Two-time Oscar nominee Carter Burwell has penned music for the films of Joel and Ethan Coen for more than 30 years, including such classics as “Fargo” and “The Big Lebowski.” But “The Ballad of Buster Scruggs” was unique: a six-part Western with stories ranging from comic to bleak. As Joel Coen told him, the single thread that bound all six together was that they all involved “non-accidental death.”
“Each of the films is so different in tone and characters and story that I couldn’t find a musical solution that would work for all of them,” Burwell concedes. Ultimately, he decided to bookend the film with versions of the old cowboy song “Streets of Laredo,” and there are guitars, harmonica and tack piano sprinkled throughout.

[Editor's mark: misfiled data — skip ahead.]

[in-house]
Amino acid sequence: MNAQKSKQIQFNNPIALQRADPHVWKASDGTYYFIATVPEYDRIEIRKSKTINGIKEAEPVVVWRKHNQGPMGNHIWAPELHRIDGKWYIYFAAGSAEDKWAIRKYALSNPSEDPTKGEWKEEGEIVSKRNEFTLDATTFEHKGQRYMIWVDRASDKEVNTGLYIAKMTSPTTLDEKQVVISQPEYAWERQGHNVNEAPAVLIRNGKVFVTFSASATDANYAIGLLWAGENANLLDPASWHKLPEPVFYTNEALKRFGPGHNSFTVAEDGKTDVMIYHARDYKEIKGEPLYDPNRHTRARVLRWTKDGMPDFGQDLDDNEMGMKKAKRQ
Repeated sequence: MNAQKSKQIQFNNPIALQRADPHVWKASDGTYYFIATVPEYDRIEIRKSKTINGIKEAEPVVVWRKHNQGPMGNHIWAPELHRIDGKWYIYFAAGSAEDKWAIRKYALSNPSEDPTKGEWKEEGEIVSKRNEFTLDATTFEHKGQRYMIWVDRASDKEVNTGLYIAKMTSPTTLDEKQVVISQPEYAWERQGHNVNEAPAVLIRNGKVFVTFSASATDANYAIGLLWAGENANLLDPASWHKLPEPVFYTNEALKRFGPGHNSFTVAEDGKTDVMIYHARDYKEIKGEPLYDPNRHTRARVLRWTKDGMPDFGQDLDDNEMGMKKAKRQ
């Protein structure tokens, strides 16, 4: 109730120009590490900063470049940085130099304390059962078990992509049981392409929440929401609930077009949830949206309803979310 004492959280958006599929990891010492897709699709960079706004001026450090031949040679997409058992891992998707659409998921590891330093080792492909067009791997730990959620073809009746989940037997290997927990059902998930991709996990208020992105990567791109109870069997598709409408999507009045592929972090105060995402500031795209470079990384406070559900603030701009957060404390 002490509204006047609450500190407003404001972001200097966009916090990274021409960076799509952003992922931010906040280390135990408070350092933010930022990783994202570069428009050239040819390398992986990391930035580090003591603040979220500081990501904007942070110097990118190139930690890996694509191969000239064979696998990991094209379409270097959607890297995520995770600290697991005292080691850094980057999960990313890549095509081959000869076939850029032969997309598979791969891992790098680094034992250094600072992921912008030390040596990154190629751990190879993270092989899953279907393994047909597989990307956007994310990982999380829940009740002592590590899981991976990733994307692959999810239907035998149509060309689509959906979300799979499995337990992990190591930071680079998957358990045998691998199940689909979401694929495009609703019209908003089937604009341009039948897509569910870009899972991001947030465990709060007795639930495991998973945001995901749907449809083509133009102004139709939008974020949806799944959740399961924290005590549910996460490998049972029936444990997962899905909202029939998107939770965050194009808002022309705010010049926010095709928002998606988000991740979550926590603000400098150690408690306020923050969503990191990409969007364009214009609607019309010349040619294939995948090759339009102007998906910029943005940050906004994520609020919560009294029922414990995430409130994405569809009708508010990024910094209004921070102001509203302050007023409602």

But, he adds, “We needed a big, traditional Western sound” for four of the six segments, which needed “a Dimitri Tiomkin sense of scale,” referring to the composer of such ’50s classics as “High Noon” and “Gunfight at the OK Corral.” This was especially true for the segment with Tom Waits as a gold prospector and one with Zoe Kazan as a would-be bride on a wagon train headed for Oregon.
Burwell researched old cowboy songs, recorded in the early 20th century for the Library of Congress. “They’re generally lonely and sad songs,” he says, “but I wouldn’t say anything I wrote was especially inspired by them.” He focused on “the folkier aspects of the orchestra” without leaning too far into Classic Western territory; “it’s still a Coen Brothers movie,” he notes.